Philips EL6472 2KVA Audio Amplifier
Unholtz-Dickie 2KVA Audio Amplifier

Note the unusual and beautiful paint pattern in the above close-up of the actual unit.

At some point, the very largest of vacuum-tube audio amplifiers seem to have faded away. Amplifiers like this, and larger, may have been used in vibration test (shakers), 1000-space drive-in theaters, stadiums, mains power frequency changers, and other applications. They may have disappeared to scrap yards, a few to hobbyists, and other places never more seen. It really is a tragic loss.

In 2013 I was lucky to find the remains of an Unholtz-Dickie 2KW audio amplifier (made by Philips and re-badged) formerly used in shaker service. By remains, I mean that the chassis, covers, and the output transformer are recovered. The manual appeared on the WWW. That is enough, however, for dedicated hobbyists to go on. Below are some details and pictures. It is not a complete story by any means. It is expected to take at least two years to build this back into a usable, stable amplifier. Then it will be time to look into subwoofers. The output is 100VAC@2KVA, equivalent to a 5-Ohm load, and maybe various 100-120V equipment loads.

The original configuration called for 208V/60Hz 3-phase power input. Six DCG4/1000 Mercury vapor rectifiers supplied 4750V to a pair of QB5/1750 tubes. A single phase transformer provided filaments, bias, and 700VDC via two DCG1/250 Mercury vapor rectifiers for the QB5/1750's EL34 cathode follower drivers and related voltage amplifiers.

Here is a comment directed to the audio enthusiast public as well as makers of transformers.

Service Information bulletin March 1, 1961
courtesy of Unholtz-Dickie, makers of high-quality vibration testing equipment

Service Document October 15 1956
More Philips power amplifiers there.

General Images:

An Amertran 3.75 KVA transformer found with the unit.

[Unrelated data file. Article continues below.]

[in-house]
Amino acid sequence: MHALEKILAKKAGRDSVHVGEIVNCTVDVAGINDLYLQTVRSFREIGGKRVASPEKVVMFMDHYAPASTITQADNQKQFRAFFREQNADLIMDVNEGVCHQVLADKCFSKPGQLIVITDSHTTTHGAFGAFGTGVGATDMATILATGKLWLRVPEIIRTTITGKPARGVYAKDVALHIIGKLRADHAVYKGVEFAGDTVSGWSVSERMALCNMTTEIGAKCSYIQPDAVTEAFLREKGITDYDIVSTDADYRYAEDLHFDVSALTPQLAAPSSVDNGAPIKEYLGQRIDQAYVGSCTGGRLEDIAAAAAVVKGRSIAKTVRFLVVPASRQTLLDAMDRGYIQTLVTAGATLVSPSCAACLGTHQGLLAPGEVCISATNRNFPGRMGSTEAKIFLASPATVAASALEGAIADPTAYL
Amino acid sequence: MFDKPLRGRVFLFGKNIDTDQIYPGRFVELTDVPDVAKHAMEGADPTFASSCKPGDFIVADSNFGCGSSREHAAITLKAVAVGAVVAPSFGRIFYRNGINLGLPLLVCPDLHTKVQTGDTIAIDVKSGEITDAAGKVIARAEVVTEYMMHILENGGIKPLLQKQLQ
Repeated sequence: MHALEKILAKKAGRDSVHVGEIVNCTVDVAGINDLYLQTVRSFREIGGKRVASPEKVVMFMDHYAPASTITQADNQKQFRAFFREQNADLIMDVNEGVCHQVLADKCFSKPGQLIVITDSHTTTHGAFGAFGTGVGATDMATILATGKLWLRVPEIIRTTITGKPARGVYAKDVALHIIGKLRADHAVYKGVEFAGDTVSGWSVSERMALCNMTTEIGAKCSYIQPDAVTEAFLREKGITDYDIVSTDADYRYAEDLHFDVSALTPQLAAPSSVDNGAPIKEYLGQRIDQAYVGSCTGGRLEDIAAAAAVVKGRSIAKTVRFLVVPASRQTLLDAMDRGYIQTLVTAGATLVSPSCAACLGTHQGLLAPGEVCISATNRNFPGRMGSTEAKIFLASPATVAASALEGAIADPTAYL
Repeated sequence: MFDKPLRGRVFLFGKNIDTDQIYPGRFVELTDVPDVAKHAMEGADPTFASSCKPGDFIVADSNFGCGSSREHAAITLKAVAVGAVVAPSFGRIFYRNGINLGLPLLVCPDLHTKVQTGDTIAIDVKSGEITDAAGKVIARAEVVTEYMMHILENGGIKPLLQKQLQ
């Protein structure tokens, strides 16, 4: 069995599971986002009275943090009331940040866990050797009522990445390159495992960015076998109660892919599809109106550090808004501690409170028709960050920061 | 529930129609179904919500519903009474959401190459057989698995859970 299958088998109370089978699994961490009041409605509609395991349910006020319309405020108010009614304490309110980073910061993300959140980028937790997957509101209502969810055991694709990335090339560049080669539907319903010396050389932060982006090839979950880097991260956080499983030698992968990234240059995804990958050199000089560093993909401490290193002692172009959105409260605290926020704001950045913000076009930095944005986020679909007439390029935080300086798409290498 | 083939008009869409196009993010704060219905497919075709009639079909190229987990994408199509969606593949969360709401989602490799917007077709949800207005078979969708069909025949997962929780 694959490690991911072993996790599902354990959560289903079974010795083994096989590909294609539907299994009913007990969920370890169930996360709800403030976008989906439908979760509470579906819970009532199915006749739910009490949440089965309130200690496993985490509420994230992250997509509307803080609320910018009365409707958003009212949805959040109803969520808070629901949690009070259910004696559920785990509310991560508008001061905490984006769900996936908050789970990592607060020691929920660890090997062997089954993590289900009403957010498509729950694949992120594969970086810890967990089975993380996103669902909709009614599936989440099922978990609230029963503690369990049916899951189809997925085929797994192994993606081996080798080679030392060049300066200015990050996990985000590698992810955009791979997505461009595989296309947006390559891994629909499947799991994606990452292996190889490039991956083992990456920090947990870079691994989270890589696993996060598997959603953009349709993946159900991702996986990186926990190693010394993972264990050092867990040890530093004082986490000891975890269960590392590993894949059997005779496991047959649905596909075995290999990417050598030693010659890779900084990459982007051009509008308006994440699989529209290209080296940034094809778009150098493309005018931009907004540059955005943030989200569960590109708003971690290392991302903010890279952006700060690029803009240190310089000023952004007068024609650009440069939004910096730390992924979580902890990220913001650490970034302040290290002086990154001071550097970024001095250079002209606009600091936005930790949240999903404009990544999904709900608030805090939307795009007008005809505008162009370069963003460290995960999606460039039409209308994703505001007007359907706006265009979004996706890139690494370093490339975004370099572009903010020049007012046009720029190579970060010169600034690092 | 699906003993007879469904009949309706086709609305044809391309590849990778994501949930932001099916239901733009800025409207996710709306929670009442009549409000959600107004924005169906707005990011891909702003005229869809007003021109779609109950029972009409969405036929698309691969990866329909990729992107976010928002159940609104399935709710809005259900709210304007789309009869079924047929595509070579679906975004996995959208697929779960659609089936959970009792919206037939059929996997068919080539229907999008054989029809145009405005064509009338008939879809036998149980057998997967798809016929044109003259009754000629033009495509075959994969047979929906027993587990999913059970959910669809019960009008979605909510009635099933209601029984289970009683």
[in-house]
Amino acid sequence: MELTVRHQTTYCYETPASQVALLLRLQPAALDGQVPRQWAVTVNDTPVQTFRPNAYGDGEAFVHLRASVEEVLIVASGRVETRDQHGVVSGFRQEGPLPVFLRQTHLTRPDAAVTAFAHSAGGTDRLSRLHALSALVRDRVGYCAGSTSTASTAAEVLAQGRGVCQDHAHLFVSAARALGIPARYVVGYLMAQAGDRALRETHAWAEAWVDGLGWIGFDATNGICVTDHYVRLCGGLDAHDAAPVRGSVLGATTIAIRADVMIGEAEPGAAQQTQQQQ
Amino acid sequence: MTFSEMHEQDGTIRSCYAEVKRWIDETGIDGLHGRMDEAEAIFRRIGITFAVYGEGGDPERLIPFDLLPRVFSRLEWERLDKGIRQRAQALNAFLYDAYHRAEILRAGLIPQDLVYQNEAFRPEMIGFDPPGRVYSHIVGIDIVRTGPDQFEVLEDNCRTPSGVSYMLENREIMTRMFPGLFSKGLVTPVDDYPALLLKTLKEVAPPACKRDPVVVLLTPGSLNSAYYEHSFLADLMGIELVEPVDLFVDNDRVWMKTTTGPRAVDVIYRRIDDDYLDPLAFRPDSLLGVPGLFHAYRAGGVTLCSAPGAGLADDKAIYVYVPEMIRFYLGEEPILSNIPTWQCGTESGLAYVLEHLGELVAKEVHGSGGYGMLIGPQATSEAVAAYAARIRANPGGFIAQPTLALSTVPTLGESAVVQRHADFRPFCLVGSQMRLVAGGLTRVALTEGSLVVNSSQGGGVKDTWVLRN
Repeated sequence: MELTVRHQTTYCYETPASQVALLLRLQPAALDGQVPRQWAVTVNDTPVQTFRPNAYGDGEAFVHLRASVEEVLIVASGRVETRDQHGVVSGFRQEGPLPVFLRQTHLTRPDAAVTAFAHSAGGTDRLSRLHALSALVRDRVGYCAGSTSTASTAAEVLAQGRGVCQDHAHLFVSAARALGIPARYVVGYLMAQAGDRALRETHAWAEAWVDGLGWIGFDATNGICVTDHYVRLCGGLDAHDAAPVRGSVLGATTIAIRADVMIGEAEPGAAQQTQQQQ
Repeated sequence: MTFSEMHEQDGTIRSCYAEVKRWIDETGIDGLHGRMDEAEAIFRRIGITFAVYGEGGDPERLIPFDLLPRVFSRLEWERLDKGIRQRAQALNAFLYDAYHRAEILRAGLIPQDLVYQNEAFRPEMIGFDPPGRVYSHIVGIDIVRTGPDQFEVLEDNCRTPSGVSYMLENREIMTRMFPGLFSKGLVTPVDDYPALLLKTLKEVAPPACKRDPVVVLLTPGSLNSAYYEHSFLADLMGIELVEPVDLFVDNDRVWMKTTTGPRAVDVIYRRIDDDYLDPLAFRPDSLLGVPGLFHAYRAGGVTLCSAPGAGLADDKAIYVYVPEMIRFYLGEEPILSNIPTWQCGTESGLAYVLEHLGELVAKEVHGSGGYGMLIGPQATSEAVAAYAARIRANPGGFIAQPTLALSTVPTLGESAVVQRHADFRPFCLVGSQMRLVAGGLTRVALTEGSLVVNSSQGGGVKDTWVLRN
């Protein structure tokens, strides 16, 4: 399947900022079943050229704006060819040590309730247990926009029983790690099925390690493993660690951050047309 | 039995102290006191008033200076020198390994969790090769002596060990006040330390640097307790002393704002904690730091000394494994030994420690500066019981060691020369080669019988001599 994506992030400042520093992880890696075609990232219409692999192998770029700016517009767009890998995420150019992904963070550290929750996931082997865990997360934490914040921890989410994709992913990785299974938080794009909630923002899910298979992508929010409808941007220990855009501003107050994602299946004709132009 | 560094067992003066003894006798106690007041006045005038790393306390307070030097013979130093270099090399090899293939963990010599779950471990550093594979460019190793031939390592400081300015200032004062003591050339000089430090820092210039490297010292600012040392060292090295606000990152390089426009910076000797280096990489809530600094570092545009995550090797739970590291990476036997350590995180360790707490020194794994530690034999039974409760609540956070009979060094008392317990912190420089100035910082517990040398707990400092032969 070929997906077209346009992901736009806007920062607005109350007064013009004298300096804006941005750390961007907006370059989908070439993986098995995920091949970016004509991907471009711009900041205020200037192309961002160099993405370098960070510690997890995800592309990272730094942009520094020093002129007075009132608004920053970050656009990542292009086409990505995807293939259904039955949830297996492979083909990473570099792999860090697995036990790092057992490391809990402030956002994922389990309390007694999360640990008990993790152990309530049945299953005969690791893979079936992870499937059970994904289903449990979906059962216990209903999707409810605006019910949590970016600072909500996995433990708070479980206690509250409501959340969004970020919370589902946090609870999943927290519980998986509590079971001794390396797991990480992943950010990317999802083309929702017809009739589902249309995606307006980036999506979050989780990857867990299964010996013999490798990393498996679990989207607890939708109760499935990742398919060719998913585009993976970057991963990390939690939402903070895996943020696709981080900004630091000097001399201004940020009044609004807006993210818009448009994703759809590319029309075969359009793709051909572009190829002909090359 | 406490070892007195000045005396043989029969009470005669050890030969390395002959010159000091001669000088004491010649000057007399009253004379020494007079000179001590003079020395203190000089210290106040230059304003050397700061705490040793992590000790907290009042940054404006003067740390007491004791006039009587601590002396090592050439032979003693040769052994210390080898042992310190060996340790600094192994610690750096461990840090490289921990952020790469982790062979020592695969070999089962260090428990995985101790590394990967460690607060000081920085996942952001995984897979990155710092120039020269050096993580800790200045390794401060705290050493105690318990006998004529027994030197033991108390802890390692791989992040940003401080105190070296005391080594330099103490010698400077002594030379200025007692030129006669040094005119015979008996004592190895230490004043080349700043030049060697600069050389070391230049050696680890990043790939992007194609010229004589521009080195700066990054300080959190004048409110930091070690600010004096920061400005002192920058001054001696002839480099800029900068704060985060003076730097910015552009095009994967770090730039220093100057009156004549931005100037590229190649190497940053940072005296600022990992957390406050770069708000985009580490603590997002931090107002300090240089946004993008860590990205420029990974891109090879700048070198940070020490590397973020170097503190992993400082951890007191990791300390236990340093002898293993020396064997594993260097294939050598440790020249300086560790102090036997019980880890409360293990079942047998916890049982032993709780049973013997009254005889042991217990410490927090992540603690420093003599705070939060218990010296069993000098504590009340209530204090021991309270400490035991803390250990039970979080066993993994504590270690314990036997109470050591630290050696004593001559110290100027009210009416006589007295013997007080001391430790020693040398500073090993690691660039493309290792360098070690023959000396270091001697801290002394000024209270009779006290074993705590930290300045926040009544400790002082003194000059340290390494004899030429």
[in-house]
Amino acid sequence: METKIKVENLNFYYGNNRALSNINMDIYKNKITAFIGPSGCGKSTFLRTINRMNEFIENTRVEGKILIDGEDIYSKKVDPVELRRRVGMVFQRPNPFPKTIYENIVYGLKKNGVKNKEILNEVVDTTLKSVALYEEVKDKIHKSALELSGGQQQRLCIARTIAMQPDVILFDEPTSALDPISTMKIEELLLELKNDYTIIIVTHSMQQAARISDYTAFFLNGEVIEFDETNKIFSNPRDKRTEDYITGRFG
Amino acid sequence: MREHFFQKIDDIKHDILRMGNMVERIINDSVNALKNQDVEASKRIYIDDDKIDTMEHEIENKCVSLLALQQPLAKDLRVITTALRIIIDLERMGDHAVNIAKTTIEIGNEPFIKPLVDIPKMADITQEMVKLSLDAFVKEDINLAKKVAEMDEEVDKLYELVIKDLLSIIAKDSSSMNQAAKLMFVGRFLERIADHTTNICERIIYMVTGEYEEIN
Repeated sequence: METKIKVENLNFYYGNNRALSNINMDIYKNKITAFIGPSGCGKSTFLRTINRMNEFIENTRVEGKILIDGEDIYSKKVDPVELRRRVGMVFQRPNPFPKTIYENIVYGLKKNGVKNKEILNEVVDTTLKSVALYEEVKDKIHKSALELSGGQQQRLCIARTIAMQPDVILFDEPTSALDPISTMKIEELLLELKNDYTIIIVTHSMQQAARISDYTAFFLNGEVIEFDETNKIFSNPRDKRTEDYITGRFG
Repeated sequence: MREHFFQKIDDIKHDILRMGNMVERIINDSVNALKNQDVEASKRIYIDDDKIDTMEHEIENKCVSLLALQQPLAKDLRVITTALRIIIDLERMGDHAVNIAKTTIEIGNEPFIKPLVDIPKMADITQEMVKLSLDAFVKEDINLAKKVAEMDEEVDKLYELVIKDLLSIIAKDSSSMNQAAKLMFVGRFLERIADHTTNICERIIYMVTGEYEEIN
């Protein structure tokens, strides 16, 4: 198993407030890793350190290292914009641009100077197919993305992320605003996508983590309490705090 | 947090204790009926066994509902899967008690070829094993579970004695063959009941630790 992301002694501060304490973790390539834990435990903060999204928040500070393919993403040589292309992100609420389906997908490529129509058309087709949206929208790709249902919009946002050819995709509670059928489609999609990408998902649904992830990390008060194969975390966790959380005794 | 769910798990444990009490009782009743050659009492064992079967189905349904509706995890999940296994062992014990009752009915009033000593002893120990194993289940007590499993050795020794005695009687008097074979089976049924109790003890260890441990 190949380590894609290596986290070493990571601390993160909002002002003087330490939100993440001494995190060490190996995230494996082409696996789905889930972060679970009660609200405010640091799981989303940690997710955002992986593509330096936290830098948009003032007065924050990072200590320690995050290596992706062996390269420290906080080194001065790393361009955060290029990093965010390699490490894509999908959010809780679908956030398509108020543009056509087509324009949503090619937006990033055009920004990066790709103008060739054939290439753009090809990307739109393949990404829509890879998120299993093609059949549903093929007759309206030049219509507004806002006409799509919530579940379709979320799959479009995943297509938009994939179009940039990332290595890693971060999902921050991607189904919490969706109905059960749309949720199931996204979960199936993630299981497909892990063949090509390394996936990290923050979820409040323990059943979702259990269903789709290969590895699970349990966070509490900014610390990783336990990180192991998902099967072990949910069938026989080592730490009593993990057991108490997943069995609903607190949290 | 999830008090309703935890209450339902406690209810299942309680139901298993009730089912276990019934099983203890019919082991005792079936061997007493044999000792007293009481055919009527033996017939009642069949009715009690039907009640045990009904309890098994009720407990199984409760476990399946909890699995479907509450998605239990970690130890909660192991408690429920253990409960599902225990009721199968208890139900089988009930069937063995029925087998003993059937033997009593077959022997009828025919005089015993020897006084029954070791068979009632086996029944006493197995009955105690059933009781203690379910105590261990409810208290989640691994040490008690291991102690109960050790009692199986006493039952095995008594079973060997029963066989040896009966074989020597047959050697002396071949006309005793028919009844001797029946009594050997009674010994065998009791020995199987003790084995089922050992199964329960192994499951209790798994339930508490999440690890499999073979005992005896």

It is not the right one (output 3200VDC instead of 4570VDC)
but is one possibility and is about the right electrical size.

Amertran data plate reveals impressive specifications. The transformer
is from a military RF amplifier used with the BC-610 transmitter.
The 115V primary does not bother me. It's only 32 amps. Power can
easily be accommodated for the amplifier with a 40A or 50A breaker and
NEMA 5-50 (125V), or for the entire "stereo" with a 14-50 (125/250V) receptacle.

The large upright cabinet with front cover on. It's
about 40" (1010mm) tall, 27" (670mm) deep, 20.6"
(524mm) wide, and really beefy of frame. The original weight was
some 540 lbs (245Kg). Casters are to be next. There are some here already.
The upper cutout is for heavy IR-blocking glass. The lower is for the controls.
Note that the top window is larger than in the service manual.

For the drive, the rear cover had to go forward. It's behind the chassis
and output transformer. Note the 3.375"/8.57cm cigarette pack for scale.
The large holes are fine for convection ventilation of rear components but
it's more like the front of the thing is where the hot air will be generated!

Output Transformer Images:

Plate and B+ terminals

Output terminals. about 5 Ohms

inside, The oil was drained before I got it, and will be replaced

Power Capacity

Looking at the large transformer, how can the power-handling ability be judged? For single phase 60Hz power transformers in general, the VA rating is approximately calculated in this way:
Cross-sectional area in inches = (SQRT(V*A))/5.58
So, solving for Volt*Amps, knowing core cross-sectional area:  
(5.58 x core area)^2 = Volt*Amps capacity
- From the Radiotron Designer's Handbook 4th Edition page 235.

This transformer's core area appears to be about 9.6 square inches. It's an average guess from a couple people judging the photos. I have not had time to measure this yet.

The core height is evident, but the width has to be observed carefully. Note the stitching-like marks where the laminations abutt. That indicates the thickness of the actual core from right to left.


The value from the formula above is 2878VA.
It must be taken into account that the steel in this audio transformer is probably selected for this application, that is to say, it is probably not the same steel usually found in power transformers of the types discussed in historical power transformer literature. In any case, there is at least 2KVA found by calculating from the averaged estimates of cross-section of the core. Once there's time to measure it, likely the answer will be closer to 2KVA, maybe even less because a better steel core need not be as large as a lesser one. That is indeed an ugly-looking rust stain, but it pretty much wiped right off. Not as bad as it looks.

Replacement Transformer Oil

Shell Diala BX was recommended.
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